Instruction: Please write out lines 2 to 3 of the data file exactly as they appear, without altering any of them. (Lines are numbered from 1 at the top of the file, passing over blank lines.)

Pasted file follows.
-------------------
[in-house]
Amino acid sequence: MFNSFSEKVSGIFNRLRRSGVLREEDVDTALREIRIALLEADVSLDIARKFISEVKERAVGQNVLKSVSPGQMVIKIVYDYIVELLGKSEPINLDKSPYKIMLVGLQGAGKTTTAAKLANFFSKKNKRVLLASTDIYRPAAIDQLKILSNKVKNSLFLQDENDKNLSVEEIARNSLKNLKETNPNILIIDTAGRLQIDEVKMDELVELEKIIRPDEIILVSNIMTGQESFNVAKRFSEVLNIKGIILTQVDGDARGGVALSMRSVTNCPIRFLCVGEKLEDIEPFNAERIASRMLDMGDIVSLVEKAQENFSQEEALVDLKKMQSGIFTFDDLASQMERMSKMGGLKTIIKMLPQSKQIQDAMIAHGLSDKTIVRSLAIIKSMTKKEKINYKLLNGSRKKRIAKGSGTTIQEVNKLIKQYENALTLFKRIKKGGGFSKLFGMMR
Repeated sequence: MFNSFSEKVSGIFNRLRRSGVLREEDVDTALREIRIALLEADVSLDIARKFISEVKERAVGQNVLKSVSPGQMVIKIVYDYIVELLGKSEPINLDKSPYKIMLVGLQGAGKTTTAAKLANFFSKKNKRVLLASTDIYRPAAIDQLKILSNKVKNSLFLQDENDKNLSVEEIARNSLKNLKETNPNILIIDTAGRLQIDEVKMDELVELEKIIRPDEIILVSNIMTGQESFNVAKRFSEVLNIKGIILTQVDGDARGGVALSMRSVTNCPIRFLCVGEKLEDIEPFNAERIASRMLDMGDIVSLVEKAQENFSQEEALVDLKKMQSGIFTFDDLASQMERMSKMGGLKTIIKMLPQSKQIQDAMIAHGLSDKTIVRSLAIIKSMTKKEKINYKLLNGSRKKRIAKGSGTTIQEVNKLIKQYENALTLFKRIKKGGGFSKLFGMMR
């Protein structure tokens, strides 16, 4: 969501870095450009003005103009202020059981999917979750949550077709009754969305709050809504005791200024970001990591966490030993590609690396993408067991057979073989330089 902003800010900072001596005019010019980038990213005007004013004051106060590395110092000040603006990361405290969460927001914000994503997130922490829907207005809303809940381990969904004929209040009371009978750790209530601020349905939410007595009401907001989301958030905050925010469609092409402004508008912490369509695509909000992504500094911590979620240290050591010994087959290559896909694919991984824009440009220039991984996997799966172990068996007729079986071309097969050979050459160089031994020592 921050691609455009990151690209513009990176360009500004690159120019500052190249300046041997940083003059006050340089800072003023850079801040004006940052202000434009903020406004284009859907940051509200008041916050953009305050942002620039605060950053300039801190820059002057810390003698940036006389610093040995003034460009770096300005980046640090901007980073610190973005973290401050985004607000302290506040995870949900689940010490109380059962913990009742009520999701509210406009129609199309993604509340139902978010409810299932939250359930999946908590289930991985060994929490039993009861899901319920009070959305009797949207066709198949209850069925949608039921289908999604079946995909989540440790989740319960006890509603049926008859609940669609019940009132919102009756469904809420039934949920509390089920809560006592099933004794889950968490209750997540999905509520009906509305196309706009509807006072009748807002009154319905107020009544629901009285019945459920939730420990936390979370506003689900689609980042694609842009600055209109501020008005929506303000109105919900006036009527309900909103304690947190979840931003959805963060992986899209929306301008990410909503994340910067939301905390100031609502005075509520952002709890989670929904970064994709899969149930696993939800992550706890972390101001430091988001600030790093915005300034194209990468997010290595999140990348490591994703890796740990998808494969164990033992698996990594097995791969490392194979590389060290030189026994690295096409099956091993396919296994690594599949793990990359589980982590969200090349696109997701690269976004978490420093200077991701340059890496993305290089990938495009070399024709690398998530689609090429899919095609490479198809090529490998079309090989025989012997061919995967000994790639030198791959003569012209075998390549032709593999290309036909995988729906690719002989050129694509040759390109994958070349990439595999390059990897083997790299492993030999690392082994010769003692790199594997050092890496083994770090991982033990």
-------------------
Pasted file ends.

Amino acid sequence: MFNSFSEKVSGIFNRLRRSGVLREEDVDTALREIRIALLEADVSLDIARKFISEVKERAVGQNVLKSVSPGQMVIKIVYDYIVELLGKSEPINLDKSPYKIMLVGLQGAGKTTTAAKLANFFSKKNKRVLLASTDIYRPAAIDQLKILSNKVKNSLFLQDENDKNLSVEEIARNSLKNLKETNPNILIIDTAGRLQIDEVKMDELVELEKIIRPDEIILVSNIMTGQESFNVAKRFSEVLNIKGIILTQVDGDARGGVALSMRSVTNCPIRFLCVGEKLEDIEPFNAERIASRMLDMGDIVSLVEKAQENFSQEEALVDLKKMQSGIFTFDDLASQMERMSKMGGLKTIIKMLPQSKQIQDAMIAHGLSDKTIVRSLAIIKSMTKKEKINYKLLNGSRKKRIAKGSGTTIQEVNKLIKQYENALTLFKRIKKGGGFSKLFGMMR
Repeated sequence: MFNSFSEKVSGIFNRLRRSGVLREEDVDTALREIRIALLEADVSLDIARKFISEVKERAVGQNVLKSVSPGQMVIKIVYDYIVELLGKSEPINLDKSPYKIMLVGLQGAGKTTTAAKLANFFSKKNKRVLLASTDIYRPAAIDQLKILSNKVKNSLFLQDENDKNLSVEEIARNSLKNLKETNPNILIIDTAGRLQIDEVKMDELVELEKIIRPDEIILVSNIMTGQESFNVAKRFSEVLNIKGIILTQVDGDARGGVALSMRSVTNCPIRFLCVGEKLEDIEPFNAERIASRMLDMGDIVSLVEKAQENFSQEEALVDLKKMQSGIFTFDDLASQMERMSKMGGLKTIIKMLPQSKQIQDAMIAHGLSDKTIVRSLAIIKSMTKKEKINYKLLNGSRKKRIAKGSGTTIQEVNKLIKQYENALTLFKRIKKGGGFSKLFGMMR